Georgia’s lawmakers on Capitol Hill are staking out opposing positions in the mushrooming battle over food stamps, contributing to a partisan impasse that threatens to stall one of the last major pieces of legislation Congress must pass this year.
At the heart of the disagreement is a proposal that would boost work and job training requirements under the federal Supplemental Nutrition Assistance Program, or SNAP, formerly known as food stamps.
The fracas could delay the rollout of the upcoming farm policy bill, which would renew nutrition, rural development and crop subsidy programs. Authorization of the feds’ constellation of agriculture programs expires Sept. 30.
Republicans on the U.S. House Agriculture Committee are planning to unveil a new farm bill in the weeks ahead that would expand the number of able-bodied adults who would be required to work to receive SNAP benefits for an extended period and boost job training for recipients, according to Bloomberg.
Democrats say the proposal is a nonstarter — they say the changes would push millions off the rolls — and that Republicans have not been forthcoming about the changes. They recently abandoned negotiations over the bill, and the GOP chairman of the House Agriculture panel announced his intention to move forward without them.
The three Georgia lawmakers on the committee are backing their respective parties in the fight.
U.S. Rep. David Scott of Atlanta, the No. 2 Democrat on the committee, co-wrote a letter last month urging the panel’s top Democrat to halt negotiations. He said in a recent interview that there was “absolutely” a racial component to the SNAP changes and that the GOP’s proposal was “mean-spirited.”
“I guarantee you, if all the people who were on food stamps were white, there wouldn’t be this,” he said. “Race is at the bottom of this. It is at the top of this. And it has always been.”
Georgia Republicans disagree with their colleague’s assessment. They say they aren’t targeting any specific race and that they’re making reasonable changes that will help safeguard the financial solvency of the entitlement program.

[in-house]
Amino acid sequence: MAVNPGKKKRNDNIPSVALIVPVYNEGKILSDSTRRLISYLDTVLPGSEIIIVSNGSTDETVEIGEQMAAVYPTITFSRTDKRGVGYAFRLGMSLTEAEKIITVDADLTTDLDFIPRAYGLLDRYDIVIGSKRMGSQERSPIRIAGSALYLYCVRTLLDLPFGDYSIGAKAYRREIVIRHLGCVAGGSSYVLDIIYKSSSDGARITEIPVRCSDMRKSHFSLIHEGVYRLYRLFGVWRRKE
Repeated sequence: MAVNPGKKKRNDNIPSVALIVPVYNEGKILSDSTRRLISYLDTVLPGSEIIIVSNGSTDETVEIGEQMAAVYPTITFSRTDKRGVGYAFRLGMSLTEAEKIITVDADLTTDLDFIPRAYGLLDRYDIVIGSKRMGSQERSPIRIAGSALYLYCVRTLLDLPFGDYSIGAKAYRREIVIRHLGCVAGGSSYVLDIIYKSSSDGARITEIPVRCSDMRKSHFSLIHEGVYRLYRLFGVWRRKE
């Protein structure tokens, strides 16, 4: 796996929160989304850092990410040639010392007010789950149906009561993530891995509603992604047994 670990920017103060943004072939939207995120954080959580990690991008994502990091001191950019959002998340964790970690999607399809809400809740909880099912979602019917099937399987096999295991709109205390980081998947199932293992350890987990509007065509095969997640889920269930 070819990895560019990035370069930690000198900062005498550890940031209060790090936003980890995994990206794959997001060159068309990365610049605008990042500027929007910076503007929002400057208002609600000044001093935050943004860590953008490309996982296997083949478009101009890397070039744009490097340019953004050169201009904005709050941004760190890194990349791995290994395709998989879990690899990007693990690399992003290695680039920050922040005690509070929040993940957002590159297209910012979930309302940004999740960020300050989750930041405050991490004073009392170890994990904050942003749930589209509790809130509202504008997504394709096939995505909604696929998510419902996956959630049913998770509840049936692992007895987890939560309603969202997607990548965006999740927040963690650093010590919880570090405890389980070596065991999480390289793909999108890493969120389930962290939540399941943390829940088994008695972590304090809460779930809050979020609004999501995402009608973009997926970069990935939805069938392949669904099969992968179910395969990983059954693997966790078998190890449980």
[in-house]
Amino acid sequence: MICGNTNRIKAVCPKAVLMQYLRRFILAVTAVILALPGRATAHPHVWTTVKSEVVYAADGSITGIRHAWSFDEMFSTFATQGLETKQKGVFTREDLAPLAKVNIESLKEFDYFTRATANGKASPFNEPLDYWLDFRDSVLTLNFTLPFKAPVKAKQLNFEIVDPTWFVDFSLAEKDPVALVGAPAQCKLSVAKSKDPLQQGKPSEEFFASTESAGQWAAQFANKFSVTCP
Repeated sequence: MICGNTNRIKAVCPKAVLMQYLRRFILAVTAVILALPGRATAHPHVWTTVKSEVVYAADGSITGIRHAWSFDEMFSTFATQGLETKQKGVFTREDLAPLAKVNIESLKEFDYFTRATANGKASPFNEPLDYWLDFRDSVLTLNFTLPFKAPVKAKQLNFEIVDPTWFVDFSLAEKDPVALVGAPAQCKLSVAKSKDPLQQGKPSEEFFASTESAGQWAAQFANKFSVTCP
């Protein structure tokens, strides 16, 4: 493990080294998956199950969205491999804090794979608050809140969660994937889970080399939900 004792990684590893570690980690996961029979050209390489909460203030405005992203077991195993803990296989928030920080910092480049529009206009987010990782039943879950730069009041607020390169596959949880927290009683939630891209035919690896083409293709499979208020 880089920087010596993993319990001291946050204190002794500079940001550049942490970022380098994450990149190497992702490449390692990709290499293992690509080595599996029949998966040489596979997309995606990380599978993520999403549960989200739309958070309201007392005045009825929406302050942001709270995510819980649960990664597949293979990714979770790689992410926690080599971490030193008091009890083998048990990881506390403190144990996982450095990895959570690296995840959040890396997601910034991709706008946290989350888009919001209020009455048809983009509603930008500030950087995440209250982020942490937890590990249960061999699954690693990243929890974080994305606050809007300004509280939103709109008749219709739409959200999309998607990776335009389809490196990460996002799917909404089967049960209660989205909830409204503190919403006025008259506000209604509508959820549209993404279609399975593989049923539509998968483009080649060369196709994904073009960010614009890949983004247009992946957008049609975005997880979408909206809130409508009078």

“It’s important that any system that we have maintains integrity in order to have the support of the public,” said Tifton Republican U.S. Rep. Austin Scott, also a member of the committee. “We are doing the people who need the nutritional assistance a disservice by allowing people who are able-bodied working-age to stay on the system if they won’t even try to get a job.”
The legislation would also reportedly increase the amount of money SNAP recipients can have stashed away in savings accounts and the value of the car they can own and still receive benefits.
Austin Scott said such changes are positive ones since they would give families reliant on food stamps more room to get on their feet and eventually graduate from the program.
The legislation would offer “tremendous benefits to people who are doing the best they can, who are putting in the effort, who would like the ability to save at least a little bit of money for a rainy day,” he said.
U.S. Rep. Rick Allen, R-Evans, said he supports his party’s proposed changes and that they would give people “opportunities to make decisions for themselves.”
“We’ve got able-bodied people who just need to know a way out” of dependency on government programs, he said. “I want to show them a way out.”
David Scott countered that the proposed changes are “demeaning.”
SNAP is by far the largest program in the farm bill — it accounts for roughly three-quarters of the measure’s spending — and the GOP has long sought to make major structural changes to it to cut down on costs.
A similar fight over food stamps helped bring the last farm bill screeching to a halt in 2012, delaying its passage by nearly two years.
Many states, meanwhile, have made their own changes to the program.
Georgia has gradually rolled out work requirement changes to its food stamp program over the past two years. The changes have been implemented in two-dozen counties, including several in metro Atlanta, and the state plans to incorporate all 159 counties by 2019.
Republicans’ latest efforts on Capitol Hill mirror recent changes floated by the Trump administration.
The U.S. Department of Agriculture, which oversees SNAP, has indicated it’s open to making changes to how it administers the program. Agriculture Secretary Sonny Perdue has said food stamps should be a “transition for people who are in a tough situation,” not a permanent condition.
A Perdue proposal to swap some food stamp money with a “harvest box” of federally selected foods was widely panned.
Congress has provided no indications that it plans to follow through with such boxes, but the broader food stamp fight could be enough to delay the farm bill’s consideration for months. The politics are different in the Senate, where Republican leaders must woo at least nine Democrats to move their version of the measure through the chamber.
It’s possible lawmakers will pass a short-term patch and revisit the issue after the midterm elections.
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